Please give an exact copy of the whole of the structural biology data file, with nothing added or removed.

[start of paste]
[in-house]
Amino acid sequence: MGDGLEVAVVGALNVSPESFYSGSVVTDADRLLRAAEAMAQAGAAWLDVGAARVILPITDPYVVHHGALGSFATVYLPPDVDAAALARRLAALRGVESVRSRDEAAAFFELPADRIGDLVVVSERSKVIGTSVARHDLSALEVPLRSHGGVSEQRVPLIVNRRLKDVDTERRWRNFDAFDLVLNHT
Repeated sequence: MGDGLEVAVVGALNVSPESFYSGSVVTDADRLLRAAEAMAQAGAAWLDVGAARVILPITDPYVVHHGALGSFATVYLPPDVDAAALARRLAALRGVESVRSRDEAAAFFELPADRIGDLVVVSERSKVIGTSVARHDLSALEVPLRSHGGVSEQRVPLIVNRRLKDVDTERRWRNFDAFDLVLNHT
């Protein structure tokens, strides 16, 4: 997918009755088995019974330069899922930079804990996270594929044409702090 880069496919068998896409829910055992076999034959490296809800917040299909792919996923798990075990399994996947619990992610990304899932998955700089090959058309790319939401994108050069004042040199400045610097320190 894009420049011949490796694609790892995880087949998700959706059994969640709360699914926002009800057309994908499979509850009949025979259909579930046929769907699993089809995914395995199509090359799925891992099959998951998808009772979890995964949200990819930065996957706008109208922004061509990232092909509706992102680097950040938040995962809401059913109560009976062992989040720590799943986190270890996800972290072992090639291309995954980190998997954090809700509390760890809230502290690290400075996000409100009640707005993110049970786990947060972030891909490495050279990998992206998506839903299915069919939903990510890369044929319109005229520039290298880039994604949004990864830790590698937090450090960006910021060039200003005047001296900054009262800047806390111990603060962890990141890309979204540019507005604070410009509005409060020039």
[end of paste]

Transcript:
[in-house]
Amino acid sequence: MGDGLEVAVVGALNVSPESFYSGSVVTDADRLLRAAEAMAQAGAAWLDVGAARVILPITDPYVVHHGALGSFATVYLPPDVDAAALARRLAALRGVESVRSRDEAAAFFELPADRIGDLVVVSERSKVIGTSVARHDLSALEVPLRSHGGVSEQRVPLIVNRRLKDVDTERRWRNFDAFDLVLNHT
Repeated sequence: MGDGLEVAVVGALNVSPESFYSGSVVTDADRLLRAAEAMAQAGAAWLDVGAARVILPITDPYVVHHGALGSFATVYLPPDVDAAALARRLAALRGVESVRSRDEAAAFFELPADRIGDLVVVSERSKVIGTSVARHDLSALEVPLRSHGGVSEQRVPLIVNRRLKDVDTERRWRNFDAFDLVLNHT
């Protein structure tokens, strides 16, 4: 997918009755088995019974330069899922930079804990996270594929044409702090 880069496919068998896409829910055992076999034959490296809800917040299909792919996923798990075990399994996947619990992610990304899932998955700089090959058309790319939401994108050069004042040199400045610097320190 894009420049011949490796694609790892995880087949998700959706059994969640709360699914926002009800057309994908499979509850009949025979259909579930046929769907699993089809995914395995199509090359799925891992099959998951998808009772979890995964949200990819930065996957706008109208922004061509990232092909509706992102680097950040938040995962809401059913109560009976062992989040720590799943986190270890996800972290072992090639291309995954980190998997954090809700509390760890809230502290690290400075996000409100009640707005993110049970786990947060972030891909490495050279990998992206998506839903299915069919939903990510890369044929319109005229520039290298880039994604949004990864830790590698937090450090960006910021060039200003005047001296900054009262800047806390111990603060962890990141890309979204540019507005604070410009509005409060020039």